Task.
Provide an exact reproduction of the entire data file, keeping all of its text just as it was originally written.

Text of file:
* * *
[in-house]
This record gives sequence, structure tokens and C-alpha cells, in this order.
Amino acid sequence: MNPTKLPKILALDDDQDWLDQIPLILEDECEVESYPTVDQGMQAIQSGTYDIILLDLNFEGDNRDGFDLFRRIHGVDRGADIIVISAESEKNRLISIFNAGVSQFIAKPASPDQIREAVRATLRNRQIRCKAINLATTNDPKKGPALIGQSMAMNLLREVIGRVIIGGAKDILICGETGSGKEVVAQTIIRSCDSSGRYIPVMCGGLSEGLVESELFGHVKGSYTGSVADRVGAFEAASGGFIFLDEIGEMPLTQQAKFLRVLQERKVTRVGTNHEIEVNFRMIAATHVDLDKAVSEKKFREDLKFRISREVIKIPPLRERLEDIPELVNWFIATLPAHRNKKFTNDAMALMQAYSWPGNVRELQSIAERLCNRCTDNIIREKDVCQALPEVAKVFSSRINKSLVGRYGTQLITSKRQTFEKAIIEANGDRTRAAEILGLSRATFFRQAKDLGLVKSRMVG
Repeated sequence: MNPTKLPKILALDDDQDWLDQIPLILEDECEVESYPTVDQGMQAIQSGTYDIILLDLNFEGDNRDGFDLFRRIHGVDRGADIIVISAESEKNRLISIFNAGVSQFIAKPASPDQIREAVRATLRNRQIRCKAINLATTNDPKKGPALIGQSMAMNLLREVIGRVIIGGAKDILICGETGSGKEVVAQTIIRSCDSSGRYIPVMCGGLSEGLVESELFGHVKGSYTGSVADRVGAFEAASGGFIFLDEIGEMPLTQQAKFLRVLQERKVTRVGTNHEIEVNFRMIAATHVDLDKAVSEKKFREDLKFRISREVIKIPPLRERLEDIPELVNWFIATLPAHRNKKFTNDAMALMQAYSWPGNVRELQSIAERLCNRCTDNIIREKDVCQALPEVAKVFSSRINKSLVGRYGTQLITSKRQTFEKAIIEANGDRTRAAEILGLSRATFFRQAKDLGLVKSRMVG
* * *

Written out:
[in-house]
This record gives sequence, structure tokens and C-alpha cells, in this order.
Amino acid sequence: MNPTKLPKILALDDDQDWLDQIPLILEDECEVESYPTVDQGMQAIQSGTYDIILLDLNFEGDNRDGFDLFRRIHGVDRGADIIVISAESEKNRLISIFNAGVSQFIAKPASPDQIREAVRATLRNRQIRCKAINLATTNDPKKGPALIGQSMAMNLLREVIGRVIIGGAKDILICGETGSGKEVVAQTIIRSCDSSGRYIPVMCGGLSEGLVESELFGHVKGSYTGSVADRVGAFEAASGGFIFLDEIGEMPLTQQAKFLRVLQERKVTRVGTNHEIEVNFRMIAATHVDLDKAVSEKKFREDLKFRISREVIKIPPLRERLEDIPELVNWFIATLPAHRNKKFTNDAMALMQAYSWPGNVRELQSIAERLCNRCTDNIIREKDVCQALPEVAKVFSSRINKSLVGRYGTQLITSKRQTFEKAIIEANGDRTRAAEILGLSRATFFRQAKDLGLVKSRMVG
Repeated sequence: MNPTKLPKILALDDDQDWLDQIPLILEDECEVESYPTVDQGMQAIQSGTYDIILLDLNFEGDNRDGFDLFRRIHGVDRGADIIVISAESEKNRLISIFNAGVSQFIAKPASPDQIREAVRATLRNRQIRCKAINLATTNDPKKGPALIGQSMAMNLLREVIGRVIIGGAKDILICGETGSGKEVVAQTIIRSCDSSGRYIPVMCGGLSEGLVESELFGHVKGSYTGSVADRVGAFEAASGGFIFLDEIGEMPLTQQAKFLRVLQERKVTRVGTNHEIEVNFRMIAATHVDLDKAVSEKKFREDLKFRISREVIKIPPLRERLEDIPELVNWFIATLPAHRNKKFTNDAMALMQAYSWPGNVRELQSIAERLCNRCTDNIIREKDVCQALPEVAKVFSSRINKSLVGRYGTQLITSKRQTFEKAIIEANGDRTRAAEILGLSRATFFRQAKDLGLVKSRMVG